This re-writing of the gas rulebook is creating uncertainty for some producers, who have claimed that long-term contracts indexed to oil prices and other trade rules (notably take-or-pay clauses) are vital for the financing of capital-intensive upstream and infrastructure projects. In the WEO-2017, we argue that the emergence of a new, more flexible gas order, the rise of major company “aggregators” that maintain a diverse global portfolio of gas sources and market positions, and a marked shift towards LNG are interdependent developments. The risk of a shortfall of investment in new supply is real, but in our judgement there is scope for brownfield project expansions and smaller, less capital-intensive projects in the LNG business to underpin project development in the next ten years and prevent a hard landing for markets in the 2020s. As gas trade expands by more than 500 bcm over the period to 2040, LNG’s inherent flexibility give it the edge over most new cross-border pipeline projects and, as a result, LNG meets the lion’s share of the growth in long-distance gas trade in the period to 2040. Although the European Union remains the largest importer of gas, Asian countries lead the growth in global gas trade with the Asia Pacific region as a whole accounting for some 80% of the growth in net-imports.

The other key debate about natural gas that we focused on in the WEO-2017 is its role in the multiple energy transitions that are underway. This includes how gas might fare in a scenario that is consistent with the Paris Agreement and the sharp reductions in global emissions that are required to keep the rise in global average temperatures down to ‘well below 2 degrees’ and to improve the world’s air quality.

Two key attributes of gas come strongly into play in this discussion. First, versatility: gas can play multiple roles across the energy system in a way that no other fuel or technology can match, generating power, heat, and mobility. Second, the environmental dimension: combustion of natural gas does produce nitrogen oxides (NOX), but emissions of the other major sources of poor air quality, particulate matter and sulfur dioxide, are negligible. The combustion of gas releases some 40% less CO2 than the combustion of coal and around 20% less than the burning of oil. Taking into account the efficiency of transforming gas into electricity, a combined-cycle gas turbine emits around 350 grammes of CO2 per kilowatt-hour, well under half of what a supercritical coal plant emits for the same amount of electricity. Gas-fired power plants also have technical and economic characteristics that make them a very suitable partner for a strategy favouring the expansion of variable renewables.

However, the industry cannot take it for granted that environmental arguments work in its favour, especially in ambitious decarbonisation scenarios such as the Sustainable Development Scenario. As the cleanest burning fossil fuel and one that emits few local air pollutants, natural gas fares best among the fossil fuels in the Sustainable Development Scenario, with consumption increasing by nearly 20% between 2016 and 2030 before exhibiting a very gradual decline. However, the contribution of natural gas to decarbonisation in this scenario varies across regions, between sectors and over time. In energy systems that are currently heavily reliant on coal, notably in China and India, natural gas can play a sustained, positive role. It has much less potential to help emissions reduction in more mature gas markets, although in the United States and Europe there is a window of opportunity for gas to aid decarbonisation by accelerating the switch away from coal. With the rapid ascent of low-carbon technologies in this scenario, the principal function of gas is to provide flexibility to support the integration of variable renewables. For some industrial applications, and in some parts of the transport sector, the “bridge” for gas is a much longer one, as cost-effective renewable alternatives are less readily available.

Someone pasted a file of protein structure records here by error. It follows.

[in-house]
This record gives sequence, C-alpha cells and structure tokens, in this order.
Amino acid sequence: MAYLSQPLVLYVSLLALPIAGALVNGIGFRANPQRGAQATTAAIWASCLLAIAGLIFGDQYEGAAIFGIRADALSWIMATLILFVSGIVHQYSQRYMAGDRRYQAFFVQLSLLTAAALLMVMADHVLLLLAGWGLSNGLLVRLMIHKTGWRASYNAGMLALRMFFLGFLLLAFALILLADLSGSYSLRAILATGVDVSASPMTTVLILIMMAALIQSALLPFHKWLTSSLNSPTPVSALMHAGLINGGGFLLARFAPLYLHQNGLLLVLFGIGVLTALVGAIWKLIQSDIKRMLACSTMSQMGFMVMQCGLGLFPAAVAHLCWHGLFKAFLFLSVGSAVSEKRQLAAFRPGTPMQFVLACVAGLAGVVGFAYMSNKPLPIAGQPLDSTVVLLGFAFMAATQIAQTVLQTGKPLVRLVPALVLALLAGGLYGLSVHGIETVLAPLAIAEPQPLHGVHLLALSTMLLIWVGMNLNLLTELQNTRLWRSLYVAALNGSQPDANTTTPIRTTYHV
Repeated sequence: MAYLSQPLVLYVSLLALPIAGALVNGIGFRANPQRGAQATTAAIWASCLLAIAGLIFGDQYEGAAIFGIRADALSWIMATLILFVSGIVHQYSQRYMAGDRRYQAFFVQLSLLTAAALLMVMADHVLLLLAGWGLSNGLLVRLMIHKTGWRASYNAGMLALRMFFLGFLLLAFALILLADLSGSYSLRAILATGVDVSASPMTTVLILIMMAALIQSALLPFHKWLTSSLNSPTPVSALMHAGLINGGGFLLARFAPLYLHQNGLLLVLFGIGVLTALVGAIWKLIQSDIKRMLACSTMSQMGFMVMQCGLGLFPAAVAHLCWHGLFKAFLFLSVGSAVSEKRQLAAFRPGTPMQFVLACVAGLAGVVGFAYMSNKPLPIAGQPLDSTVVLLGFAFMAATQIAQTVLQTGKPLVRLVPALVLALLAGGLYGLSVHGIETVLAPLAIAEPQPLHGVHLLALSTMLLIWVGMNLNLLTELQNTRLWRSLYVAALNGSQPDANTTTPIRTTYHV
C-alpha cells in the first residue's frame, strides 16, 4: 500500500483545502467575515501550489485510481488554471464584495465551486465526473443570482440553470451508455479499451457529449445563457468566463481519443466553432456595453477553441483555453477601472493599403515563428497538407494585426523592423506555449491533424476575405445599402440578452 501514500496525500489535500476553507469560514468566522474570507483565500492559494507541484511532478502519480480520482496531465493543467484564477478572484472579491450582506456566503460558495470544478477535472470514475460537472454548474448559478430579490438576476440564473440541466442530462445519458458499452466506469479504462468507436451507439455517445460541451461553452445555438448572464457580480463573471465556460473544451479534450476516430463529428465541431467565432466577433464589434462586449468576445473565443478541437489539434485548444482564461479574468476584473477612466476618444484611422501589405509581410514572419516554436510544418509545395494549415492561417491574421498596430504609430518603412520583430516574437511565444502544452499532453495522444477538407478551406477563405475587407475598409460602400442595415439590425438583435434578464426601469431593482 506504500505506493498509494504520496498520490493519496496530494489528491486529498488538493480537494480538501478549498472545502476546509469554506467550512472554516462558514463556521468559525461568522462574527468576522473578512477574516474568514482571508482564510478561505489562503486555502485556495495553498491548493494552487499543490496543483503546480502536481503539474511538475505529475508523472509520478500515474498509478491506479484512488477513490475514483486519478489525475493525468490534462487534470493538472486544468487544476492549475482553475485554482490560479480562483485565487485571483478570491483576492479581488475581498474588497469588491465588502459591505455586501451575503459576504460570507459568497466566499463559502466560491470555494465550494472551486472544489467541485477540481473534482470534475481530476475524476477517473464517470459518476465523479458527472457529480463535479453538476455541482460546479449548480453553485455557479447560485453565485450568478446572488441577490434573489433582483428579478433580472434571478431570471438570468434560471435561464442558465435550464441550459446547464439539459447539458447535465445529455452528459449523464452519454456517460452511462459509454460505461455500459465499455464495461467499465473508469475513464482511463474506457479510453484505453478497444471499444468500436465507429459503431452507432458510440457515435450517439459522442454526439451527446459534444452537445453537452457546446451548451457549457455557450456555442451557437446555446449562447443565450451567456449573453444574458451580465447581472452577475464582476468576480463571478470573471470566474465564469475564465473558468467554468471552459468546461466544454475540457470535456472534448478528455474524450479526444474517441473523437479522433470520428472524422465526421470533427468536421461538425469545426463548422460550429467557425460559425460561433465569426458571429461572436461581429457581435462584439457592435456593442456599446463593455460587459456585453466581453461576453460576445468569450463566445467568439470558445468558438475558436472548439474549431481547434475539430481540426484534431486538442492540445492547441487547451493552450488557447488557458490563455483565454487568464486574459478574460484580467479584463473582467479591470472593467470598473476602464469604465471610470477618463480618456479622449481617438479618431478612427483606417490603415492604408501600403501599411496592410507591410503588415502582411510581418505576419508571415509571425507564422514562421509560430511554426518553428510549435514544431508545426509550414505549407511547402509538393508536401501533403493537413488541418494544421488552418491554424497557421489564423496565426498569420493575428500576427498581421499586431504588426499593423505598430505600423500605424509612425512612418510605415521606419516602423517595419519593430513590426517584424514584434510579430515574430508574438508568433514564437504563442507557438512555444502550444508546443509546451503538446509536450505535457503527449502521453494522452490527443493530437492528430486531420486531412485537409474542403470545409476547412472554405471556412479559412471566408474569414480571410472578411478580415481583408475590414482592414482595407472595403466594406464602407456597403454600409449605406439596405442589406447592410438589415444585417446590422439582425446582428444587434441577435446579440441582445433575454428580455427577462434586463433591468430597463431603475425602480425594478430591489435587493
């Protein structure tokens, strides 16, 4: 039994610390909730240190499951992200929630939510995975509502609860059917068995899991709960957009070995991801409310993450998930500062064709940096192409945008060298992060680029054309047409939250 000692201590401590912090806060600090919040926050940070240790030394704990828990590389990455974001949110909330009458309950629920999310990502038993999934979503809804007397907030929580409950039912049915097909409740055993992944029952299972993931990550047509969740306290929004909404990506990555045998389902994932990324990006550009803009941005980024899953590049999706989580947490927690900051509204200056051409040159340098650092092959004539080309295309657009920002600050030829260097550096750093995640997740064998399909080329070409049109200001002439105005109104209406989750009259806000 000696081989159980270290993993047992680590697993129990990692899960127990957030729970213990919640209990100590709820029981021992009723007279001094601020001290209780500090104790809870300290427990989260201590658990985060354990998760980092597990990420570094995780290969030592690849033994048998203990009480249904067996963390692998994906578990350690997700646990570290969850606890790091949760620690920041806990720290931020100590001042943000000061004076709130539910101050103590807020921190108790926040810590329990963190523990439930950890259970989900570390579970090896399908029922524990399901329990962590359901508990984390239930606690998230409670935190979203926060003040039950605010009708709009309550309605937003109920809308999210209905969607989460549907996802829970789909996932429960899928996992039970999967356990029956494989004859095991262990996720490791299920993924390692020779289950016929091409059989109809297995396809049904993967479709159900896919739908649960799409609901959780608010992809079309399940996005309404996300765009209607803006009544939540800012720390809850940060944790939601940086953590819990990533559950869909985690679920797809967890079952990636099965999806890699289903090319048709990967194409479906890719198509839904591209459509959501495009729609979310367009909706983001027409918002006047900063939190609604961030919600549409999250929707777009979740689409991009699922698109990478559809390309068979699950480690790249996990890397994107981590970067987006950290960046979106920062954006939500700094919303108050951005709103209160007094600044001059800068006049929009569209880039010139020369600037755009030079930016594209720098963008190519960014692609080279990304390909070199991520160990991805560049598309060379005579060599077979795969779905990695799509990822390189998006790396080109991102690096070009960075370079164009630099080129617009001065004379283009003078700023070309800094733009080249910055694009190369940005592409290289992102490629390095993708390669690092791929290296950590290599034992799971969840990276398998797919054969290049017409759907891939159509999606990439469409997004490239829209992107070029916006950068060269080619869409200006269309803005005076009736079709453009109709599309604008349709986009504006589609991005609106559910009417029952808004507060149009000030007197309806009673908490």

Secondly, it is important to recall that methane – the primary component of natural gas – is a potent greenhouse gas and emissions of methane along the oil and gas value chain (which are estimated for 2015 at around 76 Mt of methane) threaten to reduce many of the climate advantages claimed by gas. In the WEO-2017, we present first-of-a-kind marginal abatement cost curves for methane emissions from oil and gas operations, which suggest that around 40-50% of today’s emissions from the oil and gas sector could be avoided using approaches that have zero or negative costs (because the captured methane can be sold). Implementing just these cost-effective abatement measures in the New Policies Scenario would have the same impact on reducing the average global surface temperature rise in 2100 as immediately shutting all existing coal-fired power plants in China. If natural gas is to play a credible role in the transition to a decarbonised energy system, this is an opportunity for action that cannot be ignored.

Ultimately, the prospects for natural gas will be determined by how it is assessed by policy-makers and prospective consumers against three criteria: is it affordable, is it secure, and is it clean? In each of these areas, there is homework for the industry to do, to keep costs under control, to ensure adequate and timely investment, and to tackle the issue of methane emissions. If the answers to these questions are positive, then gas can make a persuasive pitch for a place in countries’ energy strategies, underpinning further infrastructure development and opening new opportunities for growth.

The International Energy Agency will provide its updated 5-year gas markets forecasts in the next Gas 2018 publication, which will be launched at the World Gas Conference, in Washington D.C., on 26 June 2018.

IEA